Regulation facilitates adoption: People and companies won’t widely adopt AI until they trust that advanced systems are not biased, unsafe, or inaccurate. As shown by the wide array of failed AI model releases, commercial incentives don’t seem to be enough to ensure sustainable efforts on making systems aligned with ethical principles. Targeted regulation can also help avoid disasters, and thus ensure long-term public buy-in for the technology. For instance, insufficiently enforced safety rules were a key reason why the 2011 tsunami in Japan led to an incident at the Fukushima power plant. The disaster led to public backlash and dealt a devastating blow to the country's nuclear industry.
Regulation can also unnecessarily hurt innovation. For instance, setting uniform rules for both small models like Stable Diffusion or BERT, and very large models like the one behind ChatGPT, could lead to excessive regulation of models with minimal risks and stifle innovative advances. Badly designed regulations can lead companies to avoid pursuing potentially beneficial & innocuous AI advancements to avoid legal repercussions. That could be net harmful for the industry's competitiveness and citizens' welfare alike. But these are features of ill-conceived regulations, not regulation in general.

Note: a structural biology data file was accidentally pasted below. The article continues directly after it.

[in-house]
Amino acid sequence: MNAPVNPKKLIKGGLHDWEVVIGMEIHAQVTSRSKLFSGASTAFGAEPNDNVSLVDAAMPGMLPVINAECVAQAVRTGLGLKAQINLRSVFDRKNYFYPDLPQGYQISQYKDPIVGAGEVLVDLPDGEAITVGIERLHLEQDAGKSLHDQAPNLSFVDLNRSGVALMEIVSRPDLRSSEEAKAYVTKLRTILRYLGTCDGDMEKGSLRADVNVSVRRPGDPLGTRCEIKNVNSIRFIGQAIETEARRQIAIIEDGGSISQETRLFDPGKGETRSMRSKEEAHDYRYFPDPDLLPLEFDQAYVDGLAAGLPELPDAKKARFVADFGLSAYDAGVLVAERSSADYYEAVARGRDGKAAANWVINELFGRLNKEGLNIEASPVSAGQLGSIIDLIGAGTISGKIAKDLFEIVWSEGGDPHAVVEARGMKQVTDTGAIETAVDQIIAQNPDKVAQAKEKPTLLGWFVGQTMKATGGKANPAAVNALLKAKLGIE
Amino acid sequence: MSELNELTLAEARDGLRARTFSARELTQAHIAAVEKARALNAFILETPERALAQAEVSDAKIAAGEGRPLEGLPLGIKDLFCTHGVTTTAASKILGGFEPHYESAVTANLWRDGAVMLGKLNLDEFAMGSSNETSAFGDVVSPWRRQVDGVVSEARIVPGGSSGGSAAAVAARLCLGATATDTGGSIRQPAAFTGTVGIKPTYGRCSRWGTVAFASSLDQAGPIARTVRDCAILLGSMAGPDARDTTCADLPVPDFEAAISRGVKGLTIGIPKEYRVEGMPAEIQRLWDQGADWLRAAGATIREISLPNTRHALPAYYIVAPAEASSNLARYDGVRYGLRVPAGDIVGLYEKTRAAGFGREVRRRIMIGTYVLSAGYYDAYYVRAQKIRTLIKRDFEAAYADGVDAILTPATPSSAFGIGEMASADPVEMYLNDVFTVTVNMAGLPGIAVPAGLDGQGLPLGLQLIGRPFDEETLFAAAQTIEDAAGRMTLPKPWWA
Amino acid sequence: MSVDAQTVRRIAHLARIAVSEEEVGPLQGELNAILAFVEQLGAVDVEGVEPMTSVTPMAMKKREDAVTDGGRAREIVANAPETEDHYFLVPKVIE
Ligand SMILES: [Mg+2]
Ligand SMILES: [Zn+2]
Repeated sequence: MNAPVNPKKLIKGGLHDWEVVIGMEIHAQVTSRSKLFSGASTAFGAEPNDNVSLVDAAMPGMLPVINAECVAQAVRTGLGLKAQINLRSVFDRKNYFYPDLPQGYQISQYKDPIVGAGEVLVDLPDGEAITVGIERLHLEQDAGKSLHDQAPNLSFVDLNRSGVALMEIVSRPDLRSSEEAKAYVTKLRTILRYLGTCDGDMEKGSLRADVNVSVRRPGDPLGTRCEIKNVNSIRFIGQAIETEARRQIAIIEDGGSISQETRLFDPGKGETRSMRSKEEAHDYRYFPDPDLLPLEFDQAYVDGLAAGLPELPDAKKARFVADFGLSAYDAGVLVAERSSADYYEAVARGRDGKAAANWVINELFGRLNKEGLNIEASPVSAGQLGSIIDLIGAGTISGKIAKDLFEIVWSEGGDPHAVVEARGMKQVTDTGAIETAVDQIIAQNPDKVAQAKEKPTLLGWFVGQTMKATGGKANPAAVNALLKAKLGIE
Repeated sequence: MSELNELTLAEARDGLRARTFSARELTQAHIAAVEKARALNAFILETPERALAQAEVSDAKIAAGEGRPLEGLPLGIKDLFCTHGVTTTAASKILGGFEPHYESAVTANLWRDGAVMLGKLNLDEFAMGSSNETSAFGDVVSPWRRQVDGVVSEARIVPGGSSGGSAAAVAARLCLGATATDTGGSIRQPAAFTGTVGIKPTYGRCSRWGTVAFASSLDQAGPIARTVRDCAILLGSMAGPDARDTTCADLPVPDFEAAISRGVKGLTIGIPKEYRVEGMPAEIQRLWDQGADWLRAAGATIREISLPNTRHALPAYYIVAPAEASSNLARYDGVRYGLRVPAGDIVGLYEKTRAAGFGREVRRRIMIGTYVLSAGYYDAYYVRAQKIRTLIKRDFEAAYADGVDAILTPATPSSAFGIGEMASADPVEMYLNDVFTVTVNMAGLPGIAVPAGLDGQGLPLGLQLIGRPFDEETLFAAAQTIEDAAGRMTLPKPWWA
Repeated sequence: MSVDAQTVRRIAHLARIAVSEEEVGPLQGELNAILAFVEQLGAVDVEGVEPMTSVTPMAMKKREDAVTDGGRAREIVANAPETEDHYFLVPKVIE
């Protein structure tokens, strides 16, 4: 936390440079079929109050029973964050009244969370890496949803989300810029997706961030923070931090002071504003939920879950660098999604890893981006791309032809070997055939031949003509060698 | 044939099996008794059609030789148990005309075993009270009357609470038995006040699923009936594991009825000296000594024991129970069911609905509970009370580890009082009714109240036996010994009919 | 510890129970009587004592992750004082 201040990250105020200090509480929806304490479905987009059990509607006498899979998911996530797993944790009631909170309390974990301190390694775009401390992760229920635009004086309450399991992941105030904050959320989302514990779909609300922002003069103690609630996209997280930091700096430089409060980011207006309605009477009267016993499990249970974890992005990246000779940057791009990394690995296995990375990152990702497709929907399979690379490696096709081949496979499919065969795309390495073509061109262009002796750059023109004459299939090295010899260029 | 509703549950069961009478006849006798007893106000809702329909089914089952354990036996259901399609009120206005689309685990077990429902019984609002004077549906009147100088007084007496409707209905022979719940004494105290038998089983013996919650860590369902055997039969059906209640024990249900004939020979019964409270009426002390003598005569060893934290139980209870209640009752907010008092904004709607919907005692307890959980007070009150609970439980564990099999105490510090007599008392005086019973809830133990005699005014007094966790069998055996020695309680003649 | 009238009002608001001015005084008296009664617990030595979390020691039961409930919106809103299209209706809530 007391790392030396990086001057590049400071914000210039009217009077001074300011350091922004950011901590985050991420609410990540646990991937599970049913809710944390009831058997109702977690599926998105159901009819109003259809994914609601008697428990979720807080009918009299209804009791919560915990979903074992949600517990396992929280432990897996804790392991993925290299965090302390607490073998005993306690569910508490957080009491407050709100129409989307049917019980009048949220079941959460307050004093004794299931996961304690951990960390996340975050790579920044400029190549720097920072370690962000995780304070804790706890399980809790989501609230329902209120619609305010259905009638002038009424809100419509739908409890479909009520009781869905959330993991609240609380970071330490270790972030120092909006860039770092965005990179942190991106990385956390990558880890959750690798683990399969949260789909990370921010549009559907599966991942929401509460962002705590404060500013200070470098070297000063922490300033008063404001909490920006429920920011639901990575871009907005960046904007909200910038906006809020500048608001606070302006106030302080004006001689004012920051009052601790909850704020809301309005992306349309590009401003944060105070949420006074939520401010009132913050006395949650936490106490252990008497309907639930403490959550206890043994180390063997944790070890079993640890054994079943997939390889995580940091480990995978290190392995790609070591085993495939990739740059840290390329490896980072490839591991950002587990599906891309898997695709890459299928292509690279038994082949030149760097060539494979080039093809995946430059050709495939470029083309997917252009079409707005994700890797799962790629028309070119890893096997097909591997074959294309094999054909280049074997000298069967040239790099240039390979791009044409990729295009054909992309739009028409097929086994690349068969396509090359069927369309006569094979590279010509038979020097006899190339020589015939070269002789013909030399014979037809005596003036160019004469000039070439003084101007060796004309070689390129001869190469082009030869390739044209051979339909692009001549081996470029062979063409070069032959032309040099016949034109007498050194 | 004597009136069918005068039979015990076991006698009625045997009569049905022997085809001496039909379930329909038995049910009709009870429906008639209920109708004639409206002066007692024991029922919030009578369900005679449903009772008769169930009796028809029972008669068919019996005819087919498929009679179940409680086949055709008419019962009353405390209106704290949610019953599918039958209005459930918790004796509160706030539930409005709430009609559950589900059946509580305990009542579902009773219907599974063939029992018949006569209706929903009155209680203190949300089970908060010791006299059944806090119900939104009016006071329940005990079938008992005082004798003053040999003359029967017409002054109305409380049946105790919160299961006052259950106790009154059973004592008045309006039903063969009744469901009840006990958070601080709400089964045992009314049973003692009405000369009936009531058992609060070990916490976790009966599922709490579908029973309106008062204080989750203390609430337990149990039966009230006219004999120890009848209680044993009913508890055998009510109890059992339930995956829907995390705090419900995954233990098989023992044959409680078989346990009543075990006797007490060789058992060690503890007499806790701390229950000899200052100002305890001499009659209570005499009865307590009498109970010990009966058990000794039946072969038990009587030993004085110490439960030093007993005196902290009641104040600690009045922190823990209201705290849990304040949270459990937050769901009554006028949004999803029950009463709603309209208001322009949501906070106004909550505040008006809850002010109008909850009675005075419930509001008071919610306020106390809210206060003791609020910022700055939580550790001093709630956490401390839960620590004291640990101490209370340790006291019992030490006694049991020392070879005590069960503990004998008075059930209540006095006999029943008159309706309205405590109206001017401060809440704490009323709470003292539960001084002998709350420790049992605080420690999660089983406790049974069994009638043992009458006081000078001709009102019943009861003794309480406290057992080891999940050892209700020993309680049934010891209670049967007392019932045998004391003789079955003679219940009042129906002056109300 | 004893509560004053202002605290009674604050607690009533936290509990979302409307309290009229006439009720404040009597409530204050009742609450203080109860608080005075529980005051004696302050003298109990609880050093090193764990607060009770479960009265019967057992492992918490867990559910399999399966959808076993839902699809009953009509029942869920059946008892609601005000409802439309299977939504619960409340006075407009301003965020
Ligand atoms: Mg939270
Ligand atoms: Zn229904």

So: there’s a growing consensus that we need guardrails to prevent the misuse and accident risks of increasingly powerful AI systems; and regulation can promote both AI adoption and innovation. Still, the prospect of China gaining a competitive advantage might not convince everyone that regulation would be a net good for the American public and national interests. Would it be convincing if China still had a lot to do before it catches up?
Can China surpass the US?
China's efforts reflect its ambitious goals: China seems determined — its 2017 New Generation AI Development Plan set the goal of becoming the 'major AI innovation centre in the world' by 2030 — and dedicates huge sums of public spending to that end. The country has well-developed science & technology intelligence and tech transfer strategies. Its population size allows the country’s government and companies to access a large amount of data, and its large domestic market creates wide opportunities to commercialize AI products and services. Chinese citizens are also enthusiastic about AI, which may facilitate adoption; 78% of them agree that “products and services using AI have more benefits than drawbacks,” compared with 35% of US citizens. Overall, China has come a long way and is now an innovation and science superpower. Does it mean it’s close to the US in leading edge AI, though?